But in all cases, the core material is very durable. It resists temperature and moisture extremes and is quite fault-tol- erant. Manufacturers warranties vary widely, but apart from what the manufacturers will actually guarantee, field expe- rience shows that desiccant core material lasts for well over 5 years, and cases of over 20 years of continuous operation are not uncommon. For all practical purposes the owner can think of the desiccant wheel as being equal to, or bet- ter than a compressor in terms of longevity and reliability.

Many manufacturers offer a choice of desiccants for load- ing into the core material. And in recent years, much re- search has been invested in developing advanced desiccant materials which have sorption characteristics which are bet- ter for different applications.

In commercial applications, the desiccant materials are usu- ally adsorbents like silica gel, activated alumina and molecu- lar sieves rather than absorbents, such as lithium chloride. An AD-sorbent is like a ceramic sponge. It has a limited ca- pacity for water vapor, usually 18 to 22% of its own weight. Adsorbents are very durable and can be designed to attract moisture at specific relative humidities, so they can be "tuned" for particular applications. AB-sorbents, by contrast, hold far more water vapor, but are more sensitive to over- saturation, so they are usually used for industrial applica- tions where their great capacity is an advantage and their reduced fault-tolerance is less of a disadvantage.

Lithium chloride is an example of an AB-sorbent desiccant, and it was used in early commercial desiccant systems with mixed results. The material performed well when properly reactivated, but when reactivation heat was lost, the salt migrated out of the wheel as a liquid, reducing capacity and softening the wheel itself. Large commercial systems no longer use lithium chloride, although one manufacturer of small systems uses low-cost, disposable lithium chloride/ paper-based wheels rather than the semi-ceramic materials used by most competitors. In that smaller equipment, the manufacturer suggests periodic replacement of the wheel.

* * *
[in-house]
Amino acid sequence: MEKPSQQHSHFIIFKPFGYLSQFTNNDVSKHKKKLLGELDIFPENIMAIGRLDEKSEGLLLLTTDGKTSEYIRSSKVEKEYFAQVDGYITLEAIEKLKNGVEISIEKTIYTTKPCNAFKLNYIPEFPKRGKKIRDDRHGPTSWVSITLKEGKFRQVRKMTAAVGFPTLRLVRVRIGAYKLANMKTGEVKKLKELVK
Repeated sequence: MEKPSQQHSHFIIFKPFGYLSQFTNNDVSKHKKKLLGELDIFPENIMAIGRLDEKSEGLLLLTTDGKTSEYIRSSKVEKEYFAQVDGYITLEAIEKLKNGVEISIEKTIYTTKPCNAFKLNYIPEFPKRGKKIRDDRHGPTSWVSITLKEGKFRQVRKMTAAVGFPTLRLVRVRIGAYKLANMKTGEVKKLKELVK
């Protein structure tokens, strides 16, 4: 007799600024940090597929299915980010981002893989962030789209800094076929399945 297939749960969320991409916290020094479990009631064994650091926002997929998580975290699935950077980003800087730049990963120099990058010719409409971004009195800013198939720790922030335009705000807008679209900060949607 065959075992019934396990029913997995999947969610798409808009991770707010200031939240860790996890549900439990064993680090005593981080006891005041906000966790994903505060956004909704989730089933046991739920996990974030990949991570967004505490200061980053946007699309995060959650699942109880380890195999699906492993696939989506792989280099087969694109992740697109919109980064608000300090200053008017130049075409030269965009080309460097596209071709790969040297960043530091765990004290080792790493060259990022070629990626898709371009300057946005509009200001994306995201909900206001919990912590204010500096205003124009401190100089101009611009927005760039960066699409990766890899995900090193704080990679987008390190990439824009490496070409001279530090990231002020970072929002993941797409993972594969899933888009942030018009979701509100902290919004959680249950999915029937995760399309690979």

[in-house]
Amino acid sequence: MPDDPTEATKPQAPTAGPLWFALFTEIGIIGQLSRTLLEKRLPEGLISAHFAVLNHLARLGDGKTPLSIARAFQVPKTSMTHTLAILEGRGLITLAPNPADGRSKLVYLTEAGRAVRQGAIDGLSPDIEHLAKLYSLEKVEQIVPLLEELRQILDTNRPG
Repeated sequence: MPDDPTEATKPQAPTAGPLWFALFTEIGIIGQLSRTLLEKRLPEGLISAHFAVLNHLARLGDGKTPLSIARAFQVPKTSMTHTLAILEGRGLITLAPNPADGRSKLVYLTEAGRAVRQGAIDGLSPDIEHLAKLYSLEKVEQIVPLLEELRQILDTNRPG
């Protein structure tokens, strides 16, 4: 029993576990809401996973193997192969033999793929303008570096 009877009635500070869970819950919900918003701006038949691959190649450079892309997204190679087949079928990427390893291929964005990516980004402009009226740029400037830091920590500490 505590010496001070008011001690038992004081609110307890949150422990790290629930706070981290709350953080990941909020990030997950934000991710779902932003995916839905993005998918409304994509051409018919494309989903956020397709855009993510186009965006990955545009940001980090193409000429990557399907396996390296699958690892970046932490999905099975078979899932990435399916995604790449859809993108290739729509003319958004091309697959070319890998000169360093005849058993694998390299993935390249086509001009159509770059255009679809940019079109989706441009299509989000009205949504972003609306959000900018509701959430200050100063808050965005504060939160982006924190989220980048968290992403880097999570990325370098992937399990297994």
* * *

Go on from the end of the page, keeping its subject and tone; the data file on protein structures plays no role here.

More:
The more common AD-sorbent materials used in desiccant wheels are like fine powders. Such small particles present a great deal of surface area to air flowing through the core material. The desiccant is coated onto the core material or formed in-place through chemical reactions so that it is bound tightly to its support structure. The desiccant lasts about as long as the core material—between 5 and 20 years. Each manufacturer can provide performance data for equip- ment over the life of a desiccant wheel. Generally there is some loss of desiccant capacity over time—on the order of 15% over 5 years. Most manufacturers rate the performance of the desiccant equipment at the midpoint of the life of

of the desiccant equipment at the midpoint of the life of Smaller wheels are made in

Smaller wheels are made in one piece

Larger wheels are made in sections for strength

in one piece Larger wheels are made in sections for strength the desiccant wheel. Usually, the

the desiccant wheel. Usually, the rating is conservative. The only things that commonly shorten the life of the core ma- terial and the desiccant are sticky particulates such as to- bacco smoke.

Like a cooling coil, a desiccant wheel can become clogged by fibrous dust, bird feathers, insects, etc. Consequently, the inlets of the process and reactivation air streams are always equipped with filters. Tobacco smoke, which is much too small to be trapped by coarse filters, will clog some of the pores in the desiccant material, reducing its moisture adsorption capacity. However, tests conducted in govern- ment laboratories have shown that even at smoke concen- trations significantly greater than dedicated smoke lounges, the reduction in desiccant capacity is less than 15% over five years.

Desiccant wheel assemblies vary mechanically between manufacturers and between different wheel diameters. In smaller wheels, typically below 5 ft. in diameter, the desic- cant wheel is a monolithic structure—the core material is

Chapter 5 - Components Of Desiccant Systems

29

Chapter 5 - Components Of Desiccant Systems 29 Desiccant wheels are driven from their periphery, so

Desiccant wheels are driven from their periphery, so they can be rotated by small drive motors.

formed in the shape of a wheel, and a round casing at its perimeter protects its edges. Above 5 ft. in diameter, the core material may need more support internally, so the core material is cut into sections and inserted into a spoke-and- rim assembly, supported in a frame by a hub and bearing assembly at its center.

The advantage of a monolithic wheel is it's convenience for replacement; as a single unit, the wheel can be easily rolled into and out of the unit . In contrast, the advantage of the spoke-and-rim design is its great strength, which is useful for large wheels where the weight of the water in the desic- cant places considerable load on the core material.